"Whatever it takes to try to get there, that's what we're going to do," team president Joe Banner said recently. "I want the players to feel like that's the goal. If we fall short of that, then we didn't hit the goal."
Since last season ended with an interception in a playoff loss to eventual Super Bowl champion Green Bay, decisions have been made (sandwiched around the lockout) to put the Eagles on the path to a title.
Overhauling the coaching staff, especially on defense. Selecting a 26-year-old left tackle with their first-round pick and hoping he would be the starting right guard. Adding two big-name cornerbacks to join All-Pro Asante Samuel. Beefing up the defensive line with free-agent acquisitions Jason Babin and Cullen Jenkins. Replacing veterans with rookies at placekicker and punter.
"The expectations are high internally as well as externally, and I think that's a good place to be," Banner said.
He disputes a bit the notion of "all in," saying it implies a short window for success. The Eagles had the second-youngest team in the NFL at the start of the 2009 season, with an average age of 26.5 years. That figure dropped slightly at the start of the 2010 season to just less than 26. They begin this year with a group of still-young skill players on offense and only five starters 30 or older, including 31-year-old Michael Vick, who just signed a $100 million extension.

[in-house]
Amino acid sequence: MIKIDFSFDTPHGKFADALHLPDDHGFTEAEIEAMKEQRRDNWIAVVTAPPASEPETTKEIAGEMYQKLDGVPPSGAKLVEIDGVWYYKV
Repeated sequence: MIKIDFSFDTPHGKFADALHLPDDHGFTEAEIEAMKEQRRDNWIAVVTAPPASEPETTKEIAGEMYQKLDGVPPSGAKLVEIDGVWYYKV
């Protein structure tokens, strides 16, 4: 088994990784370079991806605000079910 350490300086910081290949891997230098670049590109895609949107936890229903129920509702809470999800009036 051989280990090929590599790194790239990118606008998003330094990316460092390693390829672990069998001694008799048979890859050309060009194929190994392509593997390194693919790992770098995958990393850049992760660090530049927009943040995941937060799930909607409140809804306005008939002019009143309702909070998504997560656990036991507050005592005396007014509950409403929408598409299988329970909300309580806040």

Over the next nine pages, the Daily News will examine the Eagles' "all in" approach and take a close look at five defining moves that could help determine whether this becomes a championship season.
"We definitely have one of the most talented teams in the league and it's a matter of bringing it all together," said defensive tackle Cullen Jenkins, who won a Super Bowl with the Packers last season. "You just don't put talent on the field and win because of that. You have to build the camaraderie, the trust, the work ethic, everything has to come together."
Does "all in" mean "all win"? The journey begins Sunday in St. Louis.